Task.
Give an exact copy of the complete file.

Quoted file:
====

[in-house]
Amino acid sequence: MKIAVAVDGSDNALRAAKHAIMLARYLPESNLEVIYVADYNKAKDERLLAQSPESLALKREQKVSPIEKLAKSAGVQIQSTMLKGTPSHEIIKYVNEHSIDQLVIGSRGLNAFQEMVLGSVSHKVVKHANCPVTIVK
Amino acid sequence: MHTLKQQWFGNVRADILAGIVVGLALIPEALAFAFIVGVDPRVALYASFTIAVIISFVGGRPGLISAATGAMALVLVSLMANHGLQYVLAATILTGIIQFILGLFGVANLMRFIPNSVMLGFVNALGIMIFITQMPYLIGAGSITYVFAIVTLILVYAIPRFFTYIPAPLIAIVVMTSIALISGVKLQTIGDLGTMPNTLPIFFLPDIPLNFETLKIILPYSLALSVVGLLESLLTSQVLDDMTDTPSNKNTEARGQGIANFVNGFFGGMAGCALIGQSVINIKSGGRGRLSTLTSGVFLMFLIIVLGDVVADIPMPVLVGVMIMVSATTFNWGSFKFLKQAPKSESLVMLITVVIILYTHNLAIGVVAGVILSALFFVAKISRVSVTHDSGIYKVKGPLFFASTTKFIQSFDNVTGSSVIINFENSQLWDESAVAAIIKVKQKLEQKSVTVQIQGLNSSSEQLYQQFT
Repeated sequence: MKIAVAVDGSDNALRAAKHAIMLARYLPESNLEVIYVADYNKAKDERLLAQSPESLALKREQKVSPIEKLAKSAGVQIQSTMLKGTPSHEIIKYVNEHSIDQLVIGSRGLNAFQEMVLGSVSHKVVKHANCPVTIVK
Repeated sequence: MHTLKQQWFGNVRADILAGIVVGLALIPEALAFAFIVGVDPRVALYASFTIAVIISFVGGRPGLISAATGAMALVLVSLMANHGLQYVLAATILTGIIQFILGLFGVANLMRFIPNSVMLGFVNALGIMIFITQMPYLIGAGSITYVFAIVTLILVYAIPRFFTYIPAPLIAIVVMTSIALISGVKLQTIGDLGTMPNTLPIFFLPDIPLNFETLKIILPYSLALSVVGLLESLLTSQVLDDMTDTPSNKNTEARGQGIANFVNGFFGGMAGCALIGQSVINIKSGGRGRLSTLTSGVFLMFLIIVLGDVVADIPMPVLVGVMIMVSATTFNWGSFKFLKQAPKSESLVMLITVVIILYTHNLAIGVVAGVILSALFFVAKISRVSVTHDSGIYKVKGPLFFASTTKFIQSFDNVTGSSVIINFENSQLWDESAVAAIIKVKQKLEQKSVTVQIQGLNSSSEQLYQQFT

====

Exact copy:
[in-house]
Amino acid sequence: MKIAVAVDGSDNALRAAKHAIMLARYLPESNLEVIYVADYNKAKDERLLAQSPESLALKREQKVSPIEKLAKSAGVQIQSTMLKGTPSHEIIKYVNEHSIDQLVIGSRGLNAFQEMVLGSVSHKVVKHANCPVTIVK
Amino acid sequence: MHTLKQQWFGNVRADILAGIVVGLALIPEALAFAFIVGVDPRVALYASFTIAVIISFVGGRPGLISAATGAMALVLVSLMANHGLQYVLAATILTGIIQFILGLFGVANLMRFIPNSVMLGFVNALGIMIFITQMPYLIGAGSITYVFAIVTLILVYAIPRFFTYIPAPLIAIVVMTSIALISGVKLQTIGDLGTMPNTLPIFFLPDIPLNFETLKIILPYSLALSVVGLLESLLTSQVLDDMTDTPSNKNTEARGQGIANFVNGFFGGMAGCALIGQSVINIKSGGRGRLSTLTSGVFLMFLIIVLGDVVADIPMPVLVGVMIMVSATTFNWGSFKFLKQAPKSESLVMLITVVIILYTHNLAIGVVAGVILSALFFVAKISRVSVTHDSGIYKVKGPLFFASTTKFIQSFDNVTGSSVIINFENSQLWDESAVAAIIKVKQKLEQKSVTVQIQGLNSSSEQLYQQFT
Repeated sequence: MKIAVAVDGSDNALRAAKHAIMLARYLPESNLEVIYVADYNKAKDERLLAQSPESLALKREQKVSPIEKLAKSAGVQIQSTMLKGTPSHEIIKYVNEHSIDQLVIGSRGLNAFQEMVLGSVSHKVVKHANCPVTIVK
Repeated sequence: MHTLKQQWFGNVRADILAGIVVGLALIPEALAFAFIVGVDPRVALYASFTIAVIISFVGGRPGLISAATGAMALVLVSLMANHGLQYVLAATILTGIIQFILGLFGVANLMRFIPNSVMLGFVNALGIMIFITQMPYLIGAGSITYVFAIVTLILVYAIPRFFTYIPAPLIAIVVMTSIALISGVKLQTIGDLGTMPNTLPIFFLPDIPLNFETLKIILPYSLALSVVGLLESLLTSQVLDDMTDTPSNKNTEARGQGIANFVNGFFGGMAGCALIGQSVINIKSGGRGRLSTLTSGVFLMFLIIVLGDVVADIPMPVLVGVMIMVSATTFNWGSFKFLKQAPKSESLVMLITVVIILYTHNLAIGVVAGVILSALFFVAKISRVSVTHDSGIYKVKGPLFFASTTKFIQSFDNVTGSSVIINFENSQLWDESAVAAIIKVKQKLEQKSVTVQIQGLNSSSEQLYQQFT